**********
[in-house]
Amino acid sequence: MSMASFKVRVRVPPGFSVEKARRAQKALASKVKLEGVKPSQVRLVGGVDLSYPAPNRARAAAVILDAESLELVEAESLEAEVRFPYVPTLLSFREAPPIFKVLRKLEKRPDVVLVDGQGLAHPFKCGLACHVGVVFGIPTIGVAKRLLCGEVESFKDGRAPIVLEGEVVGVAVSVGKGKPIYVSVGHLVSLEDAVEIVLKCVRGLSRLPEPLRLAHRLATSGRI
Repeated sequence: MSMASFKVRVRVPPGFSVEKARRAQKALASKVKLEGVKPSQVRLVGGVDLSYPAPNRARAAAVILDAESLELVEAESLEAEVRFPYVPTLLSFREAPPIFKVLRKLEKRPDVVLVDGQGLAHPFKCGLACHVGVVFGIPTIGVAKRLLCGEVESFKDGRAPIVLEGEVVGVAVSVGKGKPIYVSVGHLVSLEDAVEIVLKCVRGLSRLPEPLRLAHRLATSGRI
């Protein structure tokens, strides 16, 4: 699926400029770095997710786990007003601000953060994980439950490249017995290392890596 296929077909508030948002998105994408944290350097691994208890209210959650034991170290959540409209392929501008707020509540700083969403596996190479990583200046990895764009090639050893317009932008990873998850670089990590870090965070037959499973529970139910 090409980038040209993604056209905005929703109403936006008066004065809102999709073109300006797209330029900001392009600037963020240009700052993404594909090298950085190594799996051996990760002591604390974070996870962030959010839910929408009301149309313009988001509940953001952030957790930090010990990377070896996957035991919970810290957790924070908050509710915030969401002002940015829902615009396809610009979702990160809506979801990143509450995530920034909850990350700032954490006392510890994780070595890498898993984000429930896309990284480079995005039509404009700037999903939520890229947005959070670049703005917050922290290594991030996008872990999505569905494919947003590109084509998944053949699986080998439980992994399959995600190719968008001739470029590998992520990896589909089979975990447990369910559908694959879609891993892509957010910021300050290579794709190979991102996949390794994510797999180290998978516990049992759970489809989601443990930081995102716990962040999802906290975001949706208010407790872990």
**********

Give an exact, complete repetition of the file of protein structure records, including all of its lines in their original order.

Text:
[in-house]
Amino acid sequence: MSMASFKVRVRVPPGFSVEKARRAQKALASKVKLEGVKPSQVRLVGGVDLSYPAPNRARAAAVILDAESLELVEAESLEAEVRFPYVPTLLSFREAPPIFKVLRKLEKRPDVVLVDGQGLAHPFKCGLACHVGVVFGIPTIGVAKRLLCGEVESFKDGRAPIVLEGEVVGVAVSVGKGKPIYVSVGHLVSLEDAVEIVLKCVRGLSRLPEPLRLAHRLATSGRI
Repeated sequence: MSMASFKVRVRVPPGFSVEKARRAQKALASKVKLEGVKPSQVRLVGGVDLSYPAPNRARAAAVILDAESLELVEAESLEAEVRFPYVPTLLSFREAPPIFKVLRKLEKRPDVVLVDGQGLAHPFKCGLACHVGVVFGIPTIGVAKRLLCGEVESFKDGRAPIVLEGEVVGVAVSVGKGKPIYVSVGHLVSLEDAVEIVLKCVRGLSRLPEPLRLAHRLATSGRI
């Protein structure tokens, strides 16, 4: 699926400029770095997710786990007003601000953060994980439950490249017995290392890596 296929077909508030948002998105994408944290350097691994208890209210959650034991170290959540409209392929501008707020509540700083969403596996190479990583200046990895764009090639050893317009932008990873998850670089990590870090965070037959499973529970139910 090409980038040209993604056209905005929703109403936006008066004065809102999709073109300006797209330029900001392009600037963020240009700052993404594909090298950085190594799996051996990760002591604390974070996870962030959010839910929408009301149309313009988001509940953001952030957790930090010990990377070896996957035991919970810290957790924070908050509710915030969401002002940015829902615009396809610009979702990160809506979801990143509450995530920034909850990350700032954490006392510890994780070595890498898993984000429930896309990284480079995005039509404009700037999903939520890229947005959070670049703005917050922290290594991030996008872990999505569905494919947003590109084509998944053949699986080998439980992994399959995600190719968008001739470029590998992520990896589909089979975990447990369910559908694959879609891993892509957010910021300050290579794709190979991102996949390794994510797999180290998978516990049992759970489809989601443990930081995102716990962040999802906290975001949706208010407790872990």